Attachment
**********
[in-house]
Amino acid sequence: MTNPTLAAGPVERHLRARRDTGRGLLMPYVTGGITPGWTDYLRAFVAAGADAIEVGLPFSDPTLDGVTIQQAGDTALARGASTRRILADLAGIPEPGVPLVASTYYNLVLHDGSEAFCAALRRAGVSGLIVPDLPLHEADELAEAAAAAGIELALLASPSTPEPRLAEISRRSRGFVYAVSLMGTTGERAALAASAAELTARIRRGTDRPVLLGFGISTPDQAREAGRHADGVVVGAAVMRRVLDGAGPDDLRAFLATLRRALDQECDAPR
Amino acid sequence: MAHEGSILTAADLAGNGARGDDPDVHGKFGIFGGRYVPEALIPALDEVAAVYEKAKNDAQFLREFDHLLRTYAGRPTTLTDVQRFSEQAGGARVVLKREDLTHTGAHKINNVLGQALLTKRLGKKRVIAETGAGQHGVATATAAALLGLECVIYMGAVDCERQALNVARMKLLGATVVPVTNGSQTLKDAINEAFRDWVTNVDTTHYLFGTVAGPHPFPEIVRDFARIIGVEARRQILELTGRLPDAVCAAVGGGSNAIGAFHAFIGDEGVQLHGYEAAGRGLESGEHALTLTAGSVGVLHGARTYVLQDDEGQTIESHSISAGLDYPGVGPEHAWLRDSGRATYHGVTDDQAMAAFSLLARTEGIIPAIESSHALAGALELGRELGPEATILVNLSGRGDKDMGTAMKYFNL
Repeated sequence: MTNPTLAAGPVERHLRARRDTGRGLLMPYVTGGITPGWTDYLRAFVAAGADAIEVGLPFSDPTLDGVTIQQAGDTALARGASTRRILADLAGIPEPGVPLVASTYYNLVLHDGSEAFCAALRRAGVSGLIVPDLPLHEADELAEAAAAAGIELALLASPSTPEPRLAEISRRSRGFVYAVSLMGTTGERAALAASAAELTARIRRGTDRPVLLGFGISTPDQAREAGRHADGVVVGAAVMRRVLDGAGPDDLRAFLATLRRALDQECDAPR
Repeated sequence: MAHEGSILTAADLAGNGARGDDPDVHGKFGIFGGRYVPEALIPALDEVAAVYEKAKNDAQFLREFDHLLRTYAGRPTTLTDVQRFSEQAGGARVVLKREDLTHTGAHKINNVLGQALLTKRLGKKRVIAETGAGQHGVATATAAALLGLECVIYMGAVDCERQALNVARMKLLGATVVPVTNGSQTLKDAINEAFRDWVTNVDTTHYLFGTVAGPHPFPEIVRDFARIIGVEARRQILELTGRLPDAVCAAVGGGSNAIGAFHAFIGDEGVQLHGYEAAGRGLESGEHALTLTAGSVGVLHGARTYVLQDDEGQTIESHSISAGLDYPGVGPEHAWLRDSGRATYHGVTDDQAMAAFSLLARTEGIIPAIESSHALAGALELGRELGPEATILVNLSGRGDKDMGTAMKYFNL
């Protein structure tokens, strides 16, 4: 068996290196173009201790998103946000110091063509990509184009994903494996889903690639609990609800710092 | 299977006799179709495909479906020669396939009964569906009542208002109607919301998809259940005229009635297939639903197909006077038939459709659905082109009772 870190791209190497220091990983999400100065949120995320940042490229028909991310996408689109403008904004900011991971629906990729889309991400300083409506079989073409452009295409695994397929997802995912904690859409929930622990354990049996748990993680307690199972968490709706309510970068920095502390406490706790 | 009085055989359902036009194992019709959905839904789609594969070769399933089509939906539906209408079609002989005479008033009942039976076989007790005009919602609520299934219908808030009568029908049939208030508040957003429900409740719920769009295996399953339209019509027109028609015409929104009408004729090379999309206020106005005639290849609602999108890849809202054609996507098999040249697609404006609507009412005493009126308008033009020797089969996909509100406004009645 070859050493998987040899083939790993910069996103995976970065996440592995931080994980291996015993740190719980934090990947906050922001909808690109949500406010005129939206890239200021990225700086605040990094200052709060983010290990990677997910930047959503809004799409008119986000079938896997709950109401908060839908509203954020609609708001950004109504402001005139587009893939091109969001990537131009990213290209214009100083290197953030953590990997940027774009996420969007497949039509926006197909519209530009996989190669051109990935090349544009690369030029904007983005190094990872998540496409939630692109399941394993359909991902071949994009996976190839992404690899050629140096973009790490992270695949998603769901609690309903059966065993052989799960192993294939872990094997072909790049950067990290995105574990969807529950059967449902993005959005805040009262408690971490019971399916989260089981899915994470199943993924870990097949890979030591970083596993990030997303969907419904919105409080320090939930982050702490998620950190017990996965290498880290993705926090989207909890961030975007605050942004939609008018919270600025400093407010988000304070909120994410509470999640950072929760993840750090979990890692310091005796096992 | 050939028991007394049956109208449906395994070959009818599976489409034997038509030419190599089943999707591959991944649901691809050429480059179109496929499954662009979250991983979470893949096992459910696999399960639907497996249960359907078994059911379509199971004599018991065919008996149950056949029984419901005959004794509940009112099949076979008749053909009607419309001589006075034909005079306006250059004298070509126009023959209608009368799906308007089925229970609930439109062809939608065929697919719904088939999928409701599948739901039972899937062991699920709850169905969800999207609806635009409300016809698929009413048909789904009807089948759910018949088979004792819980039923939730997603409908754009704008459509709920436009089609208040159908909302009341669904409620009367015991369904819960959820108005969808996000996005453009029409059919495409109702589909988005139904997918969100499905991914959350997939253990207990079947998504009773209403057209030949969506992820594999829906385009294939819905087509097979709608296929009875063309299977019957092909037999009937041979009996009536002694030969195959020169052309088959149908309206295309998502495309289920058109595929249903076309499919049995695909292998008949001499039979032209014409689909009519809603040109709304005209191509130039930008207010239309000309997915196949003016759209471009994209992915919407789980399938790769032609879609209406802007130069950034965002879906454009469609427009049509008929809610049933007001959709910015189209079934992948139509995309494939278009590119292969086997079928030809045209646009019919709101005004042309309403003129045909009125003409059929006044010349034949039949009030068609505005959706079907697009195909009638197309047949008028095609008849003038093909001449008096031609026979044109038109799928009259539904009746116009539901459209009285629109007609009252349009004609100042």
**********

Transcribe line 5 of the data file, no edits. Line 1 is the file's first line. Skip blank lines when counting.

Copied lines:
Repeated sequence: MAHEGSILTAADLAGNGARGDDPDVHGKFGIFGGRYVPEALIPALDEVAAVYEKAKNDAQFLREFDHLLRTYAGRPTTLTDVQRFSEQAGGARVVLKREDLTHTGAHKINNVLGQALLTKRLGKKRVIAETGAGQHGVATATAAALLGLECVIYMGAVDCERQALNVARMKLLGATVVPVTNGSQTLKDAINEAFRDWVTNVDTTHYLFGTVAGPHPFPEIVRDFARIIGVEARRQILELTGRLPDAVCAAVGGGSNAIGAFHAFIGDEGVQLHGYEAAGRGLESGEHALTLTAGSVGVLHGARTYVLQDDEGQTIESHSISAGLDYPGVGPEHAWLRDSGRATYHGVTDDQAMAAFSLLARTEGIIPAIESSHALAGALELGRELGPEATILVNLSGRGDKDMGTAMKYFNL